Many diffusion MRI researchers, including the Human Connectome Project (HCP), acquire data using multishell (e.g., WU-Minn consortium) and diffusion spectrum imaging (DSI) schemes (e.g., USC-Harvard consortium). However, these data sets are not readily accessible to high angular resolution diffusion imaging (HARDI) analysis methods that are popular in connectomics analysis. Here we introduce a scheme conversion approach that transforms multishell and DSI data into their corresponding HARDI representations, thereby empowering HARDI-based analytical methods to make use of data acquired using non-HARDI approaches. This method was evaluated on both phantom and in-vivo human data sets by acquiring multishell, DSI, and HARDI data simultaneously, and comparing the converted HARDI, from non-HARDI methods, with the original HARDI data. Analysis on the phantom shows that the converted HARDI from DSI and multishell data strongly predicts the original HARDI (correlation coefficient > 0.9). Our in-vivo study shows that the converted HARDI can be reconstructed by constrained spherical deconvolution, and the fiber orientation distributions are consistent with those from the original HARDI. We further illustrate that our scheme conversion method can be applied to HCP data, and the converted HARDI do not appear to sacrifice angular resolution. Thus this novel approach can benefit all HARDI-based analysis approaches, allowing greater analytical accessibility to non-HARDI data, including data from the HCP.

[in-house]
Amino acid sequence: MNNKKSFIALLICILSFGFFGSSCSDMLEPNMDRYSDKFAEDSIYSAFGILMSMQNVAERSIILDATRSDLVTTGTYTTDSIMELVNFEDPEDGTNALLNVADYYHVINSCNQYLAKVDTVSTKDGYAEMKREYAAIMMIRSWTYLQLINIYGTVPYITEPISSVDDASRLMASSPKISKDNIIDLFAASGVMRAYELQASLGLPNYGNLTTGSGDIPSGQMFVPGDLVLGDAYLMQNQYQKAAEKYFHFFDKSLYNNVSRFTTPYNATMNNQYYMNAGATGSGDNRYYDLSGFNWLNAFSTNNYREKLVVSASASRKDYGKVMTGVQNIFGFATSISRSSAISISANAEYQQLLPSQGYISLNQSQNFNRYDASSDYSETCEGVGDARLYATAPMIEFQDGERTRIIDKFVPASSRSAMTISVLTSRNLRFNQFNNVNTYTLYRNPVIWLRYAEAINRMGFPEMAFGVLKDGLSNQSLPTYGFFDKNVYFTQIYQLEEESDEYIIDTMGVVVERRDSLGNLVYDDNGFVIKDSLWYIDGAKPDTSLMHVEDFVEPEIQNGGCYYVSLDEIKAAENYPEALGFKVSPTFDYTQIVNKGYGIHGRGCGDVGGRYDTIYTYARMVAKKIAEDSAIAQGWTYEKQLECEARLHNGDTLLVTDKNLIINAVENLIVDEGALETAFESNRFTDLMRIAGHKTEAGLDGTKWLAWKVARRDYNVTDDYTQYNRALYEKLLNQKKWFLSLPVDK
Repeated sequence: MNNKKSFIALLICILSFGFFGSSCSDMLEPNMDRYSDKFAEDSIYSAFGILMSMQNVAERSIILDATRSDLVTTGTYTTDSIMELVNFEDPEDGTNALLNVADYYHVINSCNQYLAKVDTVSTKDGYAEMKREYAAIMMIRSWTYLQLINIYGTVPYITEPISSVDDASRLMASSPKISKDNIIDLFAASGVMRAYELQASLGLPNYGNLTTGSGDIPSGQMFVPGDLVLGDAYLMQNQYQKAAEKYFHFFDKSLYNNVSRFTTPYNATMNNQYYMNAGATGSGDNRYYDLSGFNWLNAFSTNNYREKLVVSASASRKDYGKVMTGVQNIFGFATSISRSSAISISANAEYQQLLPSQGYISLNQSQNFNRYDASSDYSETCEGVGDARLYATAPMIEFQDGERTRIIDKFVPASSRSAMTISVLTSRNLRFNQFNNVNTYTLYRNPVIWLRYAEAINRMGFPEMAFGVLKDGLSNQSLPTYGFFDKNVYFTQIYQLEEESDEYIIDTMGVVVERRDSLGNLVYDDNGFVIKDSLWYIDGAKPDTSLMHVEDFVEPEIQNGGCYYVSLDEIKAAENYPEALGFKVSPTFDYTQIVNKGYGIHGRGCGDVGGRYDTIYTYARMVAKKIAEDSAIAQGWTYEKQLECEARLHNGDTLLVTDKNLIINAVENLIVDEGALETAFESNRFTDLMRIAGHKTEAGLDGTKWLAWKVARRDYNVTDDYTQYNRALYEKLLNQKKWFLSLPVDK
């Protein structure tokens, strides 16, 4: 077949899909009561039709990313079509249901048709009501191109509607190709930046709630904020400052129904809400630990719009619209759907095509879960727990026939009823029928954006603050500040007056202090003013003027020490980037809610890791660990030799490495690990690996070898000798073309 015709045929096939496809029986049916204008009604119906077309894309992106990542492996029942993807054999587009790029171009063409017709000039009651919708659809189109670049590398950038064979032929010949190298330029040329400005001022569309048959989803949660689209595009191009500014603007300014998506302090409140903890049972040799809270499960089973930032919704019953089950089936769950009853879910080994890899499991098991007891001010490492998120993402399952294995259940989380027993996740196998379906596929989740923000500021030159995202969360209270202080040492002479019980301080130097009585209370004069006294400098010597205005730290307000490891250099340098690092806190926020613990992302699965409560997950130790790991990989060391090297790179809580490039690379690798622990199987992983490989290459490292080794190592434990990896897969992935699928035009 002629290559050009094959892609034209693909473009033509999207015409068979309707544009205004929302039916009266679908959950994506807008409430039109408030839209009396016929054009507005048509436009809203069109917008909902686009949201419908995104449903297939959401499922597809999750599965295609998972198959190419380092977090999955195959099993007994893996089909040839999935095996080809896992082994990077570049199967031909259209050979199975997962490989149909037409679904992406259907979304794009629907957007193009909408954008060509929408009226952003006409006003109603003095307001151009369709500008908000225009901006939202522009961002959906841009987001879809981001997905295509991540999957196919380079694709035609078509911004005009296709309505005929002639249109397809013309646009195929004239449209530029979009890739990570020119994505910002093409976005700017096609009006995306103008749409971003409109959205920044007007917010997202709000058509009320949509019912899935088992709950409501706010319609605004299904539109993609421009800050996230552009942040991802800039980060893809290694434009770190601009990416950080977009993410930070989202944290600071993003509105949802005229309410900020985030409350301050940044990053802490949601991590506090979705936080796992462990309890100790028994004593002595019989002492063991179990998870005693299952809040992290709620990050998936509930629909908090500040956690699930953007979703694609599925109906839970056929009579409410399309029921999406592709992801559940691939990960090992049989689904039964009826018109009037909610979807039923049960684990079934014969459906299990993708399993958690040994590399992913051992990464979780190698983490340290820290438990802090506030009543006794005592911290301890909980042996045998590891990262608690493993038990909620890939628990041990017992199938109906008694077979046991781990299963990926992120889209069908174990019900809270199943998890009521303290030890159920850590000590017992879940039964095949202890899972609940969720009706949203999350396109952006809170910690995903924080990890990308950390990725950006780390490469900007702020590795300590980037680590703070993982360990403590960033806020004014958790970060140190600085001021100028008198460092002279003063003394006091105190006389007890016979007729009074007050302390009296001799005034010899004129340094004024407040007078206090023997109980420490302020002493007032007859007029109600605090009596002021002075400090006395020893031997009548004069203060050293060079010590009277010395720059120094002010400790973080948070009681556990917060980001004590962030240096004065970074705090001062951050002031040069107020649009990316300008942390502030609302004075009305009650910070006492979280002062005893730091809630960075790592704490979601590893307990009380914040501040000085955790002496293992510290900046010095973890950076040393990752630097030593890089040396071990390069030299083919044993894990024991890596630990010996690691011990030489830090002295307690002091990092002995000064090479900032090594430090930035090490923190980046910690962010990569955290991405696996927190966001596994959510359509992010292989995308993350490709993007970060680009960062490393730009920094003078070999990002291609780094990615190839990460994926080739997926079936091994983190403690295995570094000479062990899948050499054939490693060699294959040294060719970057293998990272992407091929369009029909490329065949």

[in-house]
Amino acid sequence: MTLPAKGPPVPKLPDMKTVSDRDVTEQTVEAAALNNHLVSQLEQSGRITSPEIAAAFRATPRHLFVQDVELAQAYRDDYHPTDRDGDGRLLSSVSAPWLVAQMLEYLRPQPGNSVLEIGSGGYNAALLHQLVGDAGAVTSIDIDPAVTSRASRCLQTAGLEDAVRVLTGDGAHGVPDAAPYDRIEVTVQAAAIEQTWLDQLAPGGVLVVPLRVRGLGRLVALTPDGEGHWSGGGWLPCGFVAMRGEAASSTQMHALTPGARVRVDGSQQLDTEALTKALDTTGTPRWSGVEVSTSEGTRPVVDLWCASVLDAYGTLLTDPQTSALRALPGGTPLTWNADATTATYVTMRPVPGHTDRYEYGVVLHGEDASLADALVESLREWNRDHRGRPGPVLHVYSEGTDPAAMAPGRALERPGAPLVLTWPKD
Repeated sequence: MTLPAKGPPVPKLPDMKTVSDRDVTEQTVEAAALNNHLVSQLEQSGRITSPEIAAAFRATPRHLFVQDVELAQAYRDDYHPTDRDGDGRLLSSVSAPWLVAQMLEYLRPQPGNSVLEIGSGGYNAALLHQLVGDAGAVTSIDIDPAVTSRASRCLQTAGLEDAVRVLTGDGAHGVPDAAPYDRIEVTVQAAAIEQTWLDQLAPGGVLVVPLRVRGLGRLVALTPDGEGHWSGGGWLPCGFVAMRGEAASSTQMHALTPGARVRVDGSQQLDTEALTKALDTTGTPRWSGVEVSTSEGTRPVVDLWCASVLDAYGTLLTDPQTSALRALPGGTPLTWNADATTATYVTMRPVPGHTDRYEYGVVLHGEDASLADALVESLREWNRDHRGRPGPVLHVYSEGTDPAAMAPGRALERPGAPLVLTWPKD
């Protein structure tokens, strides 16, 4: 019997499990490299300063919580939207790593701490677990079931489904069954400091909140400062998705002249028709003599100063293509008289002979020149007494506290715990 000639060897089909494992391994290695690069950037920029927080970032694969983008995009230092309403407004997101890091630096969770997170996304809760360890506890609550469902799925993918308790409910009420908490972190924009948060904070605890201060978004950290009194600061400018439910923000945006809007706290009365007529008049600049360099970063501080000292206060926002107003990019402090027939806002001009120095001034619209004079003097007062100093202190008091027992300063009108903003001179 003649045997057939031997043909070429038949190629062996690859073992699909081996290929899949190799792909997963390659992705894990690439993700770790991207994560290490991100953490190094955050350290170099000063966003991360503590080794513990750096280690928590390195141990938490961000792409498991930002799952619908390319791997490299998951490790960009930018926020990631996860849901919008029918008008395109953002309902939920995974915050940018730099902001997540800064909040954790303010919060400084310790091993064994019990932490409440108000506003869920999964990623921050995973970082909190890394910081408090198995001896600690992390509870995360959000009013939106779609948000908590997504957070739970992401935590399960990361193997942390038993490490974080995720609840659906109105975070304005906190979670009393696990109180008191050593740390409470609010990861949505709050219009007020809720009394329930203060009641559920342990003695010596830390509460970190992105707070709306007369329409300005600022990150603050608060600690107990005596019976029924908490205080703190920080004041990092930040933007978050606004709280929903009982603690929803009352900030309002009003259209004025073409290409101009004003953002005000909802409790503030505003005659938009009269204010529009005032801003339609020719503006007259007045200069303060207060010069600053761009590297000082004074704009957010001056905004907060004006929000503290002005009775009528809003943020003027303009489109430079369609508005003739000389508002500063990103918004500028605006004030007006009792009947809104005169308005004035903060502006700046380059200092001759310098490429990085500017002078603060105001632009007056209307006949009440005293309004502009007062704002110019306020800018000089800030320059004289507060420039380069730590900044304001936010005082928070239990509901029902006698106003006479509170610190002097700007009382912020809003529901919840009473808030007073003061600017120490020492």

Abstract: